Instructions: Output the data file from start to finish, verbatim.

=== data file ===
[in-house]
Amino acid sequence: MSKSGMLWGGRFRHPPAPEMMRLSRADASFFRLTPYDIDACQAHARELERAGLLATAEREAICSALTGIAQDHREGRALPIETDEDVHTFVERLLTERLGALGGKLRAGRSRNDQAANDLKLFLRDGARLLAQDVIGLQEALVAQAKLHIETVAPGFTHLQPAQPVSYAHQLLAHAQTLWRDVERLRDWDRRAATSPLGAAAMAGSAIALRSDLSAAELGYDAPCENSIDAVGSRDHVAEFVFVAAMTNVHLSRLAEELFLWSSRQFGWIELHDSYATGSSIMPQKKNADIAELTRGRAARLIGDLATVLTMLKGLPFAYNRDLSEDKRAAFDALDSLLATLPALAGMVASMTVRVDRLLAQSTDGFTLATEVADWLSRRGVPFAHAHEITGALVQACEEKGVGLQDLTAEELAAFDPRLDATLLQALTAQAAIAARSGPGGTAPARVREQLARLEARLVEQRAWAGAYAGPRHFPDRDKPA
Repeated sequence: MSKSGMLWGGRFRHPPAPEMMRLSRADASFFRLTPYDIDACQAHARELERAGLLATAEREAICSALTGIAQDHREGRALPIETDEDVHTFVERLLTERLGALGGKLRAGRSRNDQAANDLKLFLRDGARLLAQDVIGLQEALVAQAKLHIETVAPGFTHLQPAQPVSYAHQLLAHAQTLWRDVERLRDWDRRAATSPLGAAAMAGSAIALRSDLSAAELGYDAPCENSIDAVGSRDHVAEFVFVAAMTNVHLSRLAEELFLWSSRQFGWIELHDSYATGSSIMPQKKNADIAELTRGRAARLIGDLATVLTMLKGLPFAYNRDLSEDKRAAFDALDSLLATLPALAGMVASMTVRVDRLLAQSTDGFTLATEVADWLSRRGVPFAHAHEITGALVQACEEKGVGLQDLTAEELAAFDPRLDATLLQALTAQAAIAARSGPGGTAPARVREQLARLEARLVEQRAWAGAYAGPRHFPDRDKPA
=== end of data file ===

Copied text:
[in-house]
Amino acid sequence: MSKSGMLWGGRFRHPPAPEMMRLSRADASFFRLTPYDIDACQAHARELERAGLLATAEREAICSALTGIAQDHREGRALPIETDEDVHTFVERLLTERLGALGGKLRAGRSRNDQAANDLKLFLRDGARLLAQDVIGLQEALVAQAKLHIETVAPGFTHLQPAQPVSYAHQLLAHAQTLWRDVERLRDWDRRAATSPLGAAAMAGSAIALRSDLSAAELGYDAPCENSIDAVGSRDHVAEFVFVAAMTNVHLSRLAEELFLWSSRQFGWIELHDSYATGSSIMPQKKNADIAELTRGRAARLIGDLATVLTMLKGLPFAYNRDLSEDKRAAFDALDSLLATLPALAGMVASMTVRVDRLLAQSTDGFTLATEVADWLSRRGVPFAHAHEITGALVQACEEKGVGLQDLTAEELAAFDPRLDATLLQALTAQAAIAARSGPGGTAPARVREQLARLEARLVEQRAWAGAYAGPRHFPDRDKPA
Repeated sequence: MSKSGMLWGGRFRHPPAPEMMRLSRADASFFRLTPYDIDACQAHARELERAGLLATAEREAICSALTGIAQDHREGRALPIETDEDVHTFVERLLTERLGALGGKLRAGRSRNDQAANDLKLFLRDGARLLAQDVIGLQEALVAQAKLHIETVAPGFTHLQPAQPVSYAHQLLAHAQTLWRDVERLRDWDRRAATSPLGAAAMAGSAIALRSDLSAAELGYDAPCENSIDAVGSRDHVAEFVFVAAMTNVHLSRLAEELFLWSSRQFGWIELHDSYATGSSIMPQKKNADIAELTRGRAARLIGDLATVLTMLKGLPFAYNRDLSEDKRAAFDALDSLLATLPALAGMVASMTVRVDRLLAQSTDGFTLATEVADWLSRRGVPFAHAHEITGALVQACEEKGVGLQDLTAEELAAFDPRLDATLLQALTAQAAIAARSGPGGTAPARVREQLARLEARLVEQRAWAGAYAGPRHFPDRDKPA